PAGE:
As its handset sales remain lower than the Canadian company had hoped, it has slashed 200 jobs.
The restructuring strategy at BlackBerry has been continuing and, on the heels of a job cut affecting 200 people, the struggling Canadian handset manufacturing is now directing its attention toward software.
The company barely has any mobile device models left on the market shelves and their sales simply aren’t cutting it.
Because of this, BlackBerry appears to be shifting its focus in order to send its resources in the direction of mobile apps for consumers and services for businesses – areas in which the company has managed to excel, over the years. The market share of global smartphone sales currently held by the Canadian mobile device maker is a measly 0.3 percent (as of the third quarter of 2015), according to data from Gartner. That said, when it comes to business security software and other forms of applications, the brand is managing to steadily improve its position.
Even the switch that BlackBerry made to Android does not appear to have been enough to boost its smartphone sales.
John Chen, CEO of the company, announced that the company didn’t intend to step away from hardware and, as a part of that strategy, the company released the Priv smartphone, which was based on Android instead of on its own proprietary operating system. The hope was that the more popular mobile platform, in combination with the exponentially larger availability of mobile apps, would be enough to draw consumers back to the brand. Unfortunately, while it did see an increase in sales, it doesn’t look as though it was enough to rescue its hardware business.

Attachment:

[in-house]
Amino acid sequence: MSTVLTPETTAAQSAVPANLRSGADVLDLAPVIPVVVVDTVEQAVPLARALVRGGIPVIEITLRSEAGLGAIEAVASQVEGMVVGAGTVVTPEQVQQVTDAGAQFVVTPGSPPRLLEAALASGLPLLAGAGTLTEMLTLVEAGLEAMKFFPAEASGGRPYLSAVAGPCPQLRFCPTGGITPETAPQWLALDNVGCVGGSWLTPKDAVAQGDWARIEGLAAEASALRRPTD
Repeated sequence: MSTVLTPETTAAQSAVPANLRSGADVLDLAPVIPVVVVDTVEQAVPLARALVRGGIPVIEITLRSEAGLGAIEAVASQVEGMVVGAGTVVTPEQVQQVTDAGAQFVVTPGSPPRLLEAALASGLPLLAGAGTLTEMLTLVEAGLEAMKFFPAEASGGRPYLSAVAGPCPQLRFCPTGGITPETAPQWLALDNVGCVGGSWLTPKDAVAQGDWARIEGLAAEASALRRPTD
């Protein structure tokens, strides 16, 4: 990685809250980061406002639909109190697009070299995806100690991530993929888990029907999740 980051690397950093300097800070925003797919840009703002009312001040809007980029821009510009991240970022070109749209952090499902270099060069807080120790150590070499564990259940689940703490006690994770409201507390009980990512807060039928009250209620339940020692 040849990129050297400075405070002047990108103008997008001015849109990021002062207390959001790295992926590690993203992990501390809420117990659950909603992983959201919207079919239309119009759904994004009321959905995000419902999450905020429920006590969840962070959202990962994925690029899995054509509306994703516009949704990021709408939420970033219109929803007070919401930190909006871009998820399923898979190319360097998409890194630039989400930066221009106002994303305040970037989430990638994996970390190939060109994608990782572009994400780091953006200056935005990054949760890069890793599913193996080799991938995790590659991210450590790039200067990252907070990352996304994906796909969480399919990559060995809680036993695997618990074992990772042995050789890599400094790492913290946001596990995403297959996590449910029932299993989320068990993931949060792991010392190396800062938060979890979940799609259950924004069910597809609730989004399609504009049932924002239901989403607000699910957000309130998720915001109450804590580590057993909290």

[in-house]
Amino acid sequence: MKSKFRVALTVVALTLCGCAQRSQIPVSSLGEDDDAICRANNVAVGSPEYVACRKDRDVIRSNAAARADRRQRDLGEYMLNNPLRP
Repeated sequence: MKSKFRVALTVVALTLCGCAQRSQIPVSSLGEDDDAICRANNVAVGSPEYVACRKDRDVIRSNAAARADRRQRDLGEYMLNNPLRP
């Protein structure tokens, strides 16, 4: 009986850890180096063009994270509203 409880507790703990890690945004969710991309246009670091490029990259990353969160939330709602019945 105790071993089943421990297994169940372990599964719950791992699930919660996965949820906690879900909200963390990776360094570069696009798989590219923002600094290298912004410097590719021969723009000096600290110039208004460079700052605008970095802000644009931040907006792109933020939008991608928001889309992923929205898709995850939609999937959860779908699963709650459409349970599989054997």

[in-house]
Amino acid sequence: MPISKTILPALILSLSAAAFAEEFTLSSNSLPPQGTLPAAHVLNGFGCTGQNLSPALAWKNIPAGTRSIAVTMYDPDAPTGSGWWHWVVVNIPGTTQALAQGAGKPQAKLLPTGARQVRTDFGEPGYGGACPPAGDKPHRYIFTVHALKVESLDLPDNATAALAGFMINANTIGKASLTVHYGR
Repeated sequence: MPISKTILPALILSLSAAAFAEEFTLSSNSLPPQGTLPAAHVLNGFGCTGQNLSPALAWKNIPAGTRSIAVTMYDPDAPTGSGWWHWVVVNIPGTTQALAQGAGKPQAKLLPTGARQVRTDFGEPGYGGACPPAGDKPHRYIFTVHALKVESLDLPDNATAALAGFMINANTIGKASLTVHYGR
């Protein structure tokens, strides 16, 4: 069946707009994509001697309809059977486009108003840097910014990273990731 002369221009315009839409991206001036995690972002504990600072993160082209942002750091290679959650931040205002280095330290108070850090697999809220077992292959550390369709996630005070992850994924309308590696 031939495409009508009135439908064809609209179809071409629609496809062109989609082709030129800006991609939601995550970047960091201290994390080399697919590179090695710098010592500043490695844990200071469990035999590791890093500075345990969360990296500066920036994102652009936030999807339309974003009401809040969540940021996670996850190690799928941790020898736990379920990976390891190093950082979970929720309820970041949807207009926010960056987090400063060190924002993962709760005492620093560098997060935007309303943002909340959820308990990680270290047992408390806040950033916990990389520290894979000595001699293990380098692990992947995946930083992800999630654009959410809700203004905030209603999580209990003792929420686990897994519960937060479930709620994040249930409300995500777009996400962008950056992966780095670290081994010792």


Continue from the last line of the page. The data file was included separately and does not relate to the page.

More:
The device, itself, is quite unique, and it isn’t difficult to see why the company would feel that it had draw for consumers. Its large 5.4 inch touchscreen also offered a slide-out physical keyboard, for users who would prefer the ease of a mechanical way to type. Its 18 megapixel primary camera (which also allows for 4K video recordings) featured autofocus and an image stabilizer. It is NFC technology enabled and offers about 22 hours of battery with standard device usage. It also comes pre-loaded with security and privacy apps. Its retail US price is $699.
That said, while it doesn’t look like BlackBerry has reached the point where it is phasing its smartphones out of production, predictions look as though its hardware options are going to become slimmer as the year progresses.